Kenai candidates run mud-free race

Posted: Friday, October 01, 2004

Candidates for the Kenai City Council got one more chance to try to convince voters why they're the best choice to represent the city Wednesday at the Kenai Chamber of Commerce's weekly luncheon.

Mike Boyle, Cliff Massie and Joe Moore participated in a candidate forum that was notable more for its cordial tone than for any significant differences the candidates outlined between themselves and their opponents.

Boyle and Moore told the chamber their main reason for wanting to run is a desire to serve the community they love.

"The city of Kenai, to me, is a great place to live and raise a family," Moore, the incumbent, said during opening statements.

Like Moore, Boyle said he's running purely out of a desire to serve the community.

"I feel that it's important to give back to the community in which one lives," he said.

For his part, Massie said he's running both out of a desire to serve and because he believes the council has failed to listen to the general public as much as it should.

"I would really like to see an open, friendly city council," Massie said. "I think we need much more input from the general public."

Massie's involvement in the city's controversial decision to turn over operations of the Kenai Recreation Center to the Boys and Girls Club was perhaps the biggest issue that came up during Wednesday's forum.

Massie said he opposed the contract awarded by the city not because he's against the club, but because he wants to see more public involvement in city decisions.

"I'm not knocking the Boys and Girls Club," he said.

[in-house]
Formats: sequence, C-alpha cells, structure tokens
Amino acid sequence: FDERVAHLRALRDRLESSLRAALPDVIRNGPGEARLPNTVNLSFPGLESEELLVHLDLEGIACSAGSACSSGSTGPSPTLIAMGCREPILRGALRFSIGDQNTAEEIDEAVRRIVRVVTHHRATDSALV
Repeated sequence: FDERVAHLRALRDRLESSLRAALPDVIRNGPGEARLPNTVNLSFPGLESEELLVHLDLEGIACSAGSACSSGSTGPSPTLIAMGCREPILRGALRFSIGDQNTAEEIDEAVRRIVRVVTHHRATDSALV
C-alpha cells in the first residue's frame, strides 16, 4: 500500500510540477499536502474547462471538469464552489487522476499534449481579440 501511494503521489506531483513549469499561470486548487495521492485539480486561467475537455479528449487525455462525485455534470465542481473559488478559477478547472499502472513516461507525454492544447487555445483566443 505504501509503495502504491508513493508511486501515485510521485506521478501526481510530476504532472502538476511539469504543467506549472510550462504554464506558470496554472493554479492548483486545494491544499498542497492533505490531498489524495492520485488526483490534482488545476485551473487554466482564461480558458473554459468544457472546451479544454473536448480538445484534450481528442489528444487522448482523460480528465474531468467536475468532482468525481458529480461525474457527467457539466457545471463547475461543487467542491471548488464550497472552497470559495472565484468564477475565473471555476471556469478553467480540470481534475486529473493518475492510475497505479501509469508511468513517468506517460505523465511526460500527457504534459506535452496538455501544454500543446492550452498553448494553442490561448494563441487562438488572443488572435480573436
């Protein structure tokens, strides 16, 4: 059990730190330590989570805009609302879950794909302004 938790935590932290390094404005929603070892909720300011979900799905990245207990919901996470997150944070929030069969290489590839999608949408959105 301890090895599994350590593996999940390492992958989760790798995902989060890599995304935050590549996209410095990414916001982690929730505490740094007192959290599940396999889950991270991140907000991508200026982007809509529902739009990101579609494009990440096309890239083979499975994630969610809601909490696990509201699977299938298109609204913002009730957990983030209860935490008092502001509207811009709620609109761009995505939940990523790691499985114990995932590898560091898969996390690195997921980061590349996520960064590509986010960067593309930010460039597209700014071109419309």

However, Massie did say he would be open to looking at different ways of operating the facility when the current contract expires.

"I think it's something we need to look at to make sure the best use is being made of the rec center," he said.

Moore, who voted to approve the contract, said he still believes the right decision was made on the issue.

"I think that is a win-win situation for both sides," he said. "I've had nothing but positive feedback since."

Boyle said he would prefer to have a little more information on the issue than was given to the public. He said he's not opposed to looking at new ideas for the facility but would like to hear more of what the public has to say on the issue.

One question posed by an audience member asked the candidates whether they would favor changing the city's name from Kenai to Kenai City in an effort to differentiate the town from the peninsula.

"We are a city, we don't need to put that in the name," Massie said.

"I do like the sign that says city of Kenai," Boyle said, although he would not support a name change.

"I'm not gonna mess with the name," Moore said.

Although all three candidates said they would not support such a change, all did note later that the city could do more to market itself to visitors.

The municipal election will be held Tuesday. The top two vote-getters out of the three candidates will be elected to the council to fill two seats, including the one currently held by Moore and one being vacated by Jim Bookey, who is running for mayor.

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